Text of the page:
rTHKO mice displayed significant declines in visual parameters. A, Contrast sensitivity was significantly reduced in rTHKO mice at three of the six tested spatial frequencies (**p < 0.01 at 0.064, 0.092, and 0.103 cycles/degree, two-way ANOVA, n = 4–6 mice). B, Acuity threshold was significantly lower in rTHKO mice (*p < 0.05, two-way ANOVA, n = 4–8 mice) compared with control mice. All data are represented as means ± SEM.
Figure 5.
Figure 5.
Retinal bioluminescence rhythms persist in retina-specific dopamine-deficient mice. Retinal explants sampled from Ctrl:Per2Luc (black lines) or rTHKO:Per2Luc (red lines). Data shown were baseline corrected by calculating a 24 h moving average of the raw data, and then the deviation from the moving average was plotted as a function of days in culture.
Figure 6.
Figure 6.
l-DOPA treatment rescues visual phenotype in dopamine-deficient mice. A, B, Light-adapted ERG analysis of Ctrl (filled circles), rTHKO (open circles), l-DOPA-treated rTHKO (filled triangles), and l-DOPA withdrawn (WD) rTHKO (open triangles) mice showed that l-DOPA treatment partially restored the b-wave amplitude at CT6 and CT18. A significant two-way interaction was found for Genotype (with treatment) × CT (F(3,90) = 25.4, p < 0.01). Significant day/night differences were revealed for Ctrl, rTHKO, and rTHKO-l-DOPA groups using post hoc comparisons (CT6 vs CT18 for each tested group; p < 0.001, p < 0.01, and p < 0.01, respectively), with no difference detected in the rTHKO-WD group. It is noted that the rTHKO group in this experiment, under this analysis, displayed a significant day/night difference; however, its response amplitude is significantly decreased compared with the day/night difference of the Ctrl group (Bonferroni-corrected alpha, p < 0.001). C, Visual contrast sensitivity was preserved with l-DOPA treatment in rTHKO mice when compared with the same mice that had l-DOPA treatment withdrawn from their regimen (*p < 0.05; two-way ANOVA, post hoc student Newman–Kuels; n = 4–8 mice). D, l-DOPA treatment maintained visual acuity threshold levels in rTHKO mice (*p < 0.05; t test; n = 6–8 mice). All data are represented as means ± SEM.
Figure 7.
Figure 7.
Dopamine receptor signaling supports the amplitude and circadian rhythm of the light-adapted b-wave ERG response. A, During DD1 a three-way ANOVA revealed significant main effects of Light Adaptation (F(7,94) = 35.7, p < 0.01), Genotype (F(1,68) = 117.2, p < 0.01), and CT (F(1,27) = 83.8, p < 0.01). B, During DD2 similar significant main effects were observed, with a significant two-way interaction found for Genotype × CT (F(1,18) = 24.3, p < 0.01). Post hoc analysis (Tukey's HSD) revealed significant differences for the WT (circles) CT6 group versus all other groups, including WT CT18 (p < 0.01). Also, the WT CT18 group showed greater amplitude than the D4RKO group (triangles) at either CT (p < 0.01 for both). For D4RKO mice, there was no significant difference in b-wave amplitudes between CT6 and CT18 (p > 0.05). C, D1RKO mice retained significant circadian regulation of the light-adapted ERG as measured by two-way ANOVA (p < 0.001, n = 3–6); however, there was an apparent drop in amplitude compared with wild-type mice in other experiments. D, A significant two-way interaction was found for Treatment Group × CT (F(1,14) = 13.9, p < 0.05). Post hoc analysis showed a significant day/night difference for the rTHKO group treated with PD168077 (filled and open triangles; p < 0.01); however, the same genotype of mouse treated with saline displayed no difference (filled and open circles; p = 0.89). Data are represented as means ± SEM.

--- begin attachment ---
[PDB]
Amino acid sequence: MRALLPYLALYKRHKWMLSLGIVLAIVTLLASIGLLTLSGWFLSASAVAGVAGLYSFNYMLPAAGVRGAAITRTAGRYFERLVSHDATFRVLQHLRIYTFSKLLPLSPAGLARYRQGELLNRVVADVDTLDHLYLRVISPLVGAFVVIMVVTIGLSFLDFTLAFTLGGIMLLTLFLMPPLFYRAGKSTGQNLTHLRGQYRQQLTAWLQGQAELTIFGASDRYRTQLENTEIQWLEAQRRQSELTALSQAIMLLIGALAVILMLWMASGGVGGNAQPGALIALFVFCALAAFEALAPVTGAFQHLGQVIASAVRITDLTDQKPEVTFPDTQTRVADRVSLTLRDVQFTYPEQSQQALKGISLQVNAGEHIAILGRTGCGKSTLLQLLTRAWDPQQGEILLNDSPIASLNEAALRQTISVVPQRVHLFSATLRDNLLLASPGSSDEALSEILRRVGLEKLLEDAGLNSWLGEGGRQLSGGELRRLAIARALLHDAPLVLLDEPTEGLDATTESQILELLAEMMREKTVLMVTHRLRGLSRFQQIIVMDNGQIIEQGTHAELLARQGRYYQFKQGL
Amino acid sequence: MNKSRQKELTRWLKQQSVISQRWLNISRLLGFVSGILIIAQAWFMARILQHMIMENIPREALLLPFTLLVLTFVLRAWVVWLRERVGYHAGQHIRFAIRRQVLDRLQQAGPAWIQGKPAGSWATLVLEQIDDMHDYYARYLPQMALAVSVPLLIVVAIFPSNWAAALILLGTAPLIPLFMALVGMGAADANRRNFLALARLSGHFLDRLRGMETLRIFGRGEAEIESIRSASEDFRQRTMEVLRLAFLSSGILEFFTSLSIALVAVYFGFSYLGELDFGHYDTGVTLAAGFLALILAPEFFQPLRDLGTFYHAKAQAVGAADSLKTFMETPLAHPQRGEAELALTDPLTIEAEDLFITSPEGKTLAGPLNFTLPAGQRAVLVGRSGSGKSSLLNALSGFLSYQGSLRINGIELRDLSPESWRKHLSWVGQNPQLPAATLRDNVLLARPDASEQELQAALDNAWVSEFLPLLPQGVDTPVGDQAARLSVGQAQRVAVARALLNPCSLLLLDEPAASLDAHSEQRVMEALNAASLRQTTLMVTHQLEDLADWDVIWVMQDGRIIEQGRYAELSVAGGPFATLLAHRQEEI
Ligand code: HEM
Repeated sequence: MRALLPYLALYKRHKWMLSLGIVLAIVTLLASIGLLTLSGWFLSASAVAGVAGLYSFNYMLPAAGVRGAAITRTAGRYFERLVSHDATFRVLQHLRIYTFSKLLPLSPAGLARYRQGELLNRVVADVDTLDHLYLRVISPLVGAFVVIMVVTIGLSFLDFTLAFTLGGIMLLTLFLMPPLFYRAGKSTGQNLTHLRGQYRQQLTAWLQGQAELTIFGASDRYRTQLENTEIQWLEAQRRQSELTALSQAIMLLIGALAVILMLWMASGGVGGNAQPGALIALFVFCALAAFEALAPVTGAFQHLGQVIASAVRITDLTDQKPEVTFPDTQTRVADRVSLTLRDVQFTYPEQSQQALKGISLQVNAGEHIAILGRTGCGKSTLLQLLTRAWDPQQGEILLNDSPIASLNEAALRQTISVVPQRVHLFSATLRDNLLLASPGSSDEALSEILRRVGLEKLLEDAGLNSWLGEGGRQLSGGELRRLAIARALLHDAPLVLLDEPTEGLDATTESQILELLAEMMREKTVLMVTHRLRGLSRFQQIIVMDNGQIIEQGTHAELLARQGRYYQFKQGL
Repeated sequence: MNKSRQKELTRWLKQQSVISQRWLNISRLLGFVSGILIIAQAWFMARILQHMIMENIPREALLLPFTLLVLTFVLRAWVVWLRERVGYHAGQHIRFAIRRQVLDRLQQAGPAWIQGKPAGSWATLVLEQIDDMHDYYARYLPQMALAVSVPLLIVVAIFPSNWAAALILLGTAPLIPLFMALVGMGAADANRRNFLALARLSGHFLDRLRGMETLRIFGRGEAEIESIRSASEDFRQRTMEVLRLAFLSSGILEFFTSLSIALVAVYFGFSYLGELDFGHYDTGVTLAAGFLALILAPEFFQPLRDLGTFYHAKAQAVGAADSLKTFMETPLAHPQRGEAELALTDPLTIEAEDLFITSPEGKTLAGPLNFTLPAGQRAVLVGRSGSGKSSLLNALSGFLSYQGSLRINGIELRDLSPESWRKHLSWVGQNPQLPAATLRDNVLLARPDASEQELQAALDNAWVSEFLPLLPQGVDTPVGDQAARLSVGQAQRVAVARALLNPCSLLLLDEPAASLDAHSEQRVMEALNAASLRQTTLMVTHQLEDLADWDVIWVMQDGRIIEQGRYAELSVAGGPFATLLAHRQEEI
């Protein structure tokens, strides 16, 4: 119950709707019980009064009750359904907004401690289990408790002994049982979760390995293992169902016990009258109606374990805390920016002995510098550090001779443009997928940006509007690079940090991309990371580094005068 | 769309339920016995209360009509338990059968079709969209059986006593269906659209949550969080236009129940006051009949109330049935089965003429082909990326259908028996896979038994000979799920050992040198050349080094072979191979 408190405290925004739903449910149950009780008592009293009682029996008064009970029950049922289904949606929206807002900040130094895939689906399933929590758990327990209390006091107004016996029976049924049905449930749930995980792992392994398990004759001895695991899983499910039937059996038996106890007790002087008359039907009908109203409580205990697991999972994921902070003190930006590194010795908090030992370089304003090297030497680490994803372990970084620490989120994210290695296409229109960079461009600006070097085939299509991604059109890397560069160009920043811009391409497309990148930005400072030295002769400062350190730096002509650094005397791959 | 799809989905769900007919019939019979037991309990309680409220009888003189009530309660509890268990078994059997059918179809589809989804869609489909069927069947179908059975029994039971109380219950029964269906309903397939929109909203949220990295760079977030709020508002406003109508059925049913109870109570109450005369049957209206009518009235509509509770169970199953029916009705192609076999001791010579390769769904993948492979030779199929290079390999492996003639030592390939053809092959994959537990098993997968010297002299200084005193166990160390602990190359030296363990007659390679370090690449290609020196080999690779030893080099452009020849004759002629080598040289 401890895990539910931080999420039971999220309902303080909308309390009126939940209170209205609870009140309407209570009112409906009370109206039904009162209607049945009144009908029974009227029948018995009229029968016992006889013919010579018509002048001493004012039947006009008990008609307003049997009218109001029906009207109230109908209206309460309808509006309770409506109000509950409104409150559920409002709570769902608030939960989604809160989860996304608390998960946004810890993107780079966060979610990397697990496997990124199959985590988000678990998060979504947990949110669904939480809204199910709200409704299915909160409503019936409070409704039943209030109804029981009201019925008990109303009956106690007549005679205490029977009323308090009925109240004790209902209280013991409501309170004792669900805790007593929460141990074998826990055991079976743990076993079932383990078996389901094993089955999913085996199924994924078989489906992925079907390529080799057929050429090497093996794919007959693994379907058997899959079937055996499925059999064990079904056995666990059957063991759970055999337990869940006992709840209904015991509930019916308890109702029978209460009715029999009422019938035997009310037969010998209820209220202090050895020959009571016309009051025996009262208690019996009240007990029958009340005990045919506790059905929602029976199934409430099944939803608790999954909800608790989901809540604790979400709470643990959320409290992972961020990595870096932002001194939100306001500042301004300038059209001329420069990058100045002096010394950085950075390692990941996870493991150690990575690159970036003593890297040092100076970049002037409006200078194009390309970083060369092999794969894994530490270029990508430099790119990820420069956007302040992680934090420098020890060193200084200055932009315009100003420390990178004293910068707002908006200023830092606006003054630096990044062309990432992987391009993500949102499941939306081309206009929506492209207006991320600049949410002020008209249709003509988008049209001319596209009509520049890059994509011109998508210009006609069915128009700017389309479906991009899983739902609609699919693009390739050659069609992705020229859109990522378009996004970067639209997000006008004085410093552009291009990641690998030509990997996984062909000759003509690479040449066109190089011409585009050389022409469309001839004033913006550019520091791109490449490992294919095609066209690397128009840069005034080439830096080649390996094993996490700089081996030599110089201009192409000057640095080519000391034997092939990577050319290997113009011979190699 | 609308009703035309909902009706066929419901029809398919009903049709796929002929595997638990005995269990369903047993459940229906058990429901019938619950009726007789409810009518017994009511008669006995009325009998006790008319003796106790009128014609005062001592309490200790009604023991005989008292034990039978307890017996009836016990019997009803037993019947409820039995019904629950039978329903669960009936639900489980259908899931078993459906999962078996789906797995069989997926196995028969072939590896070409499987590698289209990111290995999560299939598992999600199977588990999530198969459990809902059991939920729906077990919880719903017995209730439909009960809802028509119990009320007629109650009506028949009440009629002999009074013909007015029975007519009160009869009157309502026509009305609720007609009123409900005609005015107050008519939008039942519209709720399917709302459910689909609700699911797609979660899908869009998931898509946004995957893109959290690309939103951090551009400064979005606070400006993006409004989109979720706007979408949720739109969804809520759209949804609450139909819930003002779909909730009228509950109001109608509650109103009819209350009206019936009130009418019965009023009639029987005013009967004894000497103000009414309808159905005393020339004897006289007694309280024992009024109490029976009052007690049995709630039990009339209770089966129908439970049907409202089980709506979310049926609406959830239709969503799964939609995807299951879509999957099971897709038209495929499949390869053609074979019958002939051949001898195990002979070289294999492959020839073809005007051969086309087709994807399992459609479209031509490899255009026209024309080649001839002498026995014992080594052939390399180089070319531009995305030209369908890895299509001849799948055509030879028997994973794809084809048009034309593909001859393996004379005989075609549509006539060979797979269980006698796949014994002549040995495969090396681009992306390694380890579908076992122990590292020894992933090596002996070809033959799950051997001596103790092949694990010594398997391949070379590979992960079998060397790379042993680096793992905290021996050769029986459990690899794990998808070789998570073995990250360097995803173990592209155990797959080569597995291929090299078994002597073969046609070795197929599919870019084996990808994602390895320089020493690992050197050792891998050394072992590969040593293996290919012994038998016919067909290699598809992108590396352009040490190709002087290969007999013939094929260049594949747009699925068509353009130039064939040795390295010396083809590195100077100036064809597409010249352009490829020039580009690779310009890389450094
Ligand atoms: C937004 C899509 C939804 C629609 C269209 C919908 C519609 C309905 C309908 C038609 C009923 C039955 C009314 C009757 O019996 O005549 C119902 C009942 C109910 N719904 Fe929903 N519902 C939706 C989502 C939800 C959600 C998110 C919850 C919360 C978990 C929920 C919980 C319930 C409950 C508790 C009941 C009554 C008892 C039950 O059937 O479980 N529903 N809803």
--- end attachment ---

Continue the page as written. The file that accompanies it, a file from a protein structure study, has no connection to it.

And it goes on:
Figure 8.
Figure 8.
Dopamine receptors modulate contrast sensitivity and visual acuity threshold in mice. A, D4RKO mice displayed significant decreases of contrast sensitivity detection at all spatial frequencies tested (*p < 0.001 at 0.031, 0.064, 0.092, 0.103, 0.192, and 0.272 cycles/degree, Student–Newman–Keuls post hoc test, n = 4–6 mice). B, Contrast sensitivity measurements in D1RKO mice were similar to WT controls, except at 0.103 and 0.192 cycles/degree (*p < 0.05; Student–Newman–Keuls, n = 4–6 mice) where significant increases were observed. C, Injecting rTHKO mice with SKF38393 did not increase contrast sensitivity levels; however, injection of PD168077 significantly increased contrast sensitivity levels in rTHKO mice (filled triangles; *p < 0.001 at 0.064, 0.092, and 0.103 cycles/degree; Student–Newman–Keuls method, n = 4–6 mice). D, Visual acuity levels were lower in D1RKO mice and mice deficient in retinal dopamine, as measured by increasing spatial frequency of a sine-wave gradient, as compared with WT controls and D4RKO mice (*p = 0.002; n = 4 mice). Intraperitoneal injection of SKF38393 significantly increased visual acuity in rTHKO mice (**p < 0.001; Student–Newman–Keuls method, n = 4–6 mice), while PD168077 failed to have any effect on acuity in mice lacking retinal dopamine. Data are represented as means ± SEM.